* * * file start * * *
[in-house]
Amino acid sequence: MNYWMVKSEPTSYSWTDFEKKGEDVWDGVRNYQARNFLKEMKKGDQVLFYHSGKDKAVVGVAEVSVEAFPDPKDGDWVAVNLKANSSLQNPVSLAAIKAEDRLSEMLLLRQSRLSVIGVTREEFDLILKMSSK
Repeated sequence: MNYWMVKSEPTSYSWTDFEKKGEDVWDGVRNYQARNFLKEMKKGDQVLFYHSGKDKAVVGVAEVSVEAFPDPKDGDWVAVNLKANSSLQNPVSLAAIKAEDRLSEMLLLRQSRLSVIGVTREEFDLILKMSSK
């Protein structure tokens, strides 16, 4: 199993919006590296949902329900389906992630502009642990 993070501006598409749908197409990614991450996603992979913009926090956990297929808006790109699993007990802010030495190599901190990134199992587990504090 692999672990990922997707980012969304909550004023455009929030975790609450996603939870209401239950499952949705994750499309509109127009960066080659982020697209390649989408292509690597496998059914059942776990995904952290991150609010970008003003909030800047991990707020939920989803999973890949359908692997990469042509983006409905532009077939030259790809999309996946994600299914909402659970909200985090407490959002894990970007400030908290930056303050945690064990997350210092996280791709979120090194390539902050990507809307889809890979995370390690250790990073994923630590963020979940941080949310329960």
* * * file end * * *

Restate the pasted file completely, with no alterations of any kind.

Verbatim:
[in-house]
Amino acid sequence: MNYWMVKSEPTSYSWTDFEKKGEDVWDGVRNYQARNFLKEMKKGDQVLFYHSGKDKAVVGVAEVSVEAFPDPKDGDWVAVNLKANSSLQNPVSLAAIKAEDRLSEMLLLRQSRLSVIGVTREEFDLILKMSSK
Repeated sequence: MNYWMVKSEPTSYSWTDFEKKGEDVWDGVRNYQARNFLKEMKKGDQVLFYHSGKDKAVVGVAEVSVEAFPDPKDGDWVAVNLKANSSLQNPVSLAAIKAEDRLSEMLLLRQSRLSVIGVTREEFDLILKMSSK
């Protein structure tokens, strides 16, 4: 199993919006590296949902329900389906992630502009642990 993070501006598409749908197409990614991450996603992979913009926090956990297929808006790109699993007990802010030495190599901190990134199992587990504090 692999672990990922997707980012969304909550004023455009929030975790609450996603939870209401239950499952949705994750499309509109127009960066080659982020697209390649989408292509690597496998059914059942776990995904952290991150609010970008003003909030800047991990707020939920989803999973890949359908692997990469042509983006409905532009077939030259790809999309996946994600299914909402659970909200985090407490959002894990970007400030908290930056303050945690064990997350210092996280791709979120090194390539902050990507809307889809890979995370390690250790990073994923630590963020979940941080949310329960």